No disrespect intended to those couples who say the best years of marriage were when they had nothing but love, staring into each others eyes in that first, tiny apartment, only peanut butter and jelly in the cupboard, but as I celebrate 26 years of marriage I’m thinkin’ the best years are yet to come.
After all, as love grows so does joy. And if those bare cabinet days don’t separate, they bind. Tight.
Reflections are strange sometimes. There is much good to celebrate today–and I do–but I find my musings today have taken an unexpected twist.
I’m thinking of what we DIDN’T do instead of what we did.
In those years of lack and hardship we didn’t blame each other.
When one of us struggled–with life, faith, forward movement–we didn’t give up on each other.
When people came against us, throwing conflict and discontent into relationships we didn’t allow them to divide us.
When grief sometimes silenced one of us, even immobilized for a time, we didn’t push each other to get over it.
When there were problems we didn’t ignore them. We also didn’t rush the fixing process.
When one of us succeeded we didn’t get jealous.
When life grew hard we didn’t look for greener pastures.
When opportunities came for a spouse we didn’t hold them back. We also didn’t let opportunities rob us of our priorities for each other and the children.
We didn’t compare our jobs or roles or claim we worked harder than the other.
We didn’t expect the other person to be our only person. We also didn’t expect love to grow between us without giving it a lot of attention.
We didn’t assume the other person made hurtful choices out of a desire to hurt.
We didn’t set unrealistic expectations of each other.
We didn’t do any of the above perfectly. And, perhaps most important, we didn’t expect each other to.
Early on my sweet Jerry taught me the value of trusting each other’s heart. When I was (much) less than perfect in my efforts to love him, or when I struggled with choices he often told me, “Honey, I trust your heart.”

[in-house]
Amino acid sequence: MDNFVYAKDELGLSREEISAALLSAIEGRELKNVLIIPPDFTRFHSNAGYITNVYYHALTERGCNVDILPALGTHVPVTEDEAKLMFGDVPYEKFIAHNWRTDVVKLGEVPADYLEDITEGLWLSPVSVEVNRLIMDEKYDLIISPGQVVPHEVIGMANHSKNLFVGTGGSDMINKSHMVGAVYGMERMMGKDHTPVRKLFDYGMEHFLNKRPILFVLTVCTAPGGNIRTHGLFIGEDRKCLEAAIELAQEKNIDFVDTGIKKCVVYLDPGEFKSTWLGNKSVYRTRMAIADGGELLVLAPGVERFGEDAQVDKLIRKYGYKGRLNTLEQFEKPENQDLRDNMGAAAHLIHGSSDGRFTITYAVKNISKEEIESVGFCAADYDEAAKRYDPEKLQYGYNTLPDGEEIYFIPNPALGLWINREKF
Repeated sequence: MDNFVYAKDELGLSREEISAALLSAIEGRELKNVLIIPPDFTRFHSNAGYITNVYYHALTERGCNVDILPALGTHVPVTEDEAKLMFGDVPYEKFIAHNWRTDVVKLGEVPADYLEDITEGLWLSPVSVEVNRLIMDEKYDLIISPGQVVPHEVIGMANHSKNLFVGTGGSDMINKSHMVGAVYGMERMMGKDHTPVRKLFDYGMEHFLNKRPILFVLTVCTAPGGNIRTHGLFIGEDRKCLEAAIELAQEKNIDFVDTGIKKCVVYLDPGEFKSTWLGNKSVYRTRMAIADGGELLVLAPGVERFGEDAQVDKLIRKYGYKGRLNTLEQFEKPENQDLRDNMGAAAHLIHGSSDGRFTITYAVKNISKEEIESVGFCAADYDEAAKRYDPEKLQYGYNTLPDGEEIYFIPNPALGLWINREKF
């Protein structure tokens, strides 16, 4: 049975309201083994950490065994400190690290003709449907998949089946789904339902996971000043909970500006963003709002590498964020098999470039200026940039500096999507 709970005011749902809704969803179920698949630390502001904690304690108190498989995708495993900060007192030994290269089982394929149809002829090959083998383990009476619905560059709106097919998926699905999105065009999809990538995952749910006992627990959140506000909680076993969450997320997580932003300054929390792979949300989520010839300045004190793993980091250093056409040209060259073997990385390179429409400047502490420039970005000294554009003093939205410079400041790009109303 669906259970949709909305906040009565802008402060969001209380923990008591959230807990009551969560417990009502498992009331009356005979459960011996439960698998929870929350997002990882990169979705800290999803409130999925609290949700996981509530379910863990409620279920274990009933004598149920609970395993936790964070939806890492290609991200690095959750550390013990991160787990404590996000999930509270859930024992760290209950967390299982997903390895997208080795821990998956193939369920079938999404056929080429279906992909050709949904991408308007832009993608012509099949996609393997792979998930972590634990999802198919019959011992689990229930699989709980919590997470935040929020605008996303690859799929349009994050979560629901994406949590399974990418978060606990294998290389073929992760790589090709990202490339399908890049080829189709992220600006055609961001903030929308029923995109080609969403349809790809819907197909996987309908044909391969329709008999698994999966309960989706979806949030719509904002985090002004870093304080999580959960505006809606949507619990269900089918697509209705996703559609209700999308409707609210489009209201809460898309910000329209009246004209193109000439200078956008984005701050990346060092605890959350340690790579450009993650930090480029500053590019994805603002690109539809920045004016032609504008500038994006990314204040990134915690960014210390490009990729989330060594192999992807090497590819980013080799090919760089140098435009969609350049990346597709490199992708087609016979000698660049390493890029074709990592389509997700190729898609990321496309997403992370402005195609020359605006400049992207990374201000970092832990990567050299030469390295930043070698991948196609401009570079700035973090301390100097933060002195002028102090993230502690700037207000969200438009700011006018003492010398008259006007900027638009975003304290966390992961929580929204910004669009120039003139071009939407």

Over the years I learned that if we had that core belief–that the other person always, at the heart level, wanted the best, we could weather a lot of stuff. Mistakes became simply mistakes instead of a premeditated attempt to wound. Conversations became about understanding perspective instead of assuming conflict and duking it out.
I (eventually) discovered that I often let my anger grow toward my husband not because I was truly upset but because once I got hurt I imagined what he was thinking or feeling toward me. As I made assumptions my anger and self-justification escalated. Soon a full-blown battle was raging inside of my head. When I learned to ask Jerry if he was actually thinking those things his look of shock taught me that I could imagine far more conflict and condemnation than he came up with on his own.
So, as I grew, I didn’t make assumptions about what he thought or felt. Instead, I trusted his heart and asked questions to clarify.
We’ve weathered a lot of stuff, my man and me. We’ve seen more joy than any couple deserves, and we’ve had more disappointment and pain than we ever wanted to experience or would invite again. But when I think back to early days I don’t long for something we’ve lost. What we had then has only grown and reshaped itself, not disappeared.
I’m sure there are things we DID do that helped our love mature, but I can’t help but believe it was the things we didn’t do that kept our marriage from self-sabotage.
And so it is maybe largely in part to the “didn’ts” that I can’t wait for the next year of marriage and the next and the next. I think since we didn’t give into blame on those empty cupboard days (and I’m not just talking finances here) that as our days are rich they will be richer. We won’t take the good for granted because we know the bad. And (I hope) we won’t let the bad send us as quickly to despair because we have walked hard days and come out on the other side together. Stronger.
So it is with great gratitude I celebrate 26 years of NOT doing and wait in eager anticipation for the love and joy to come.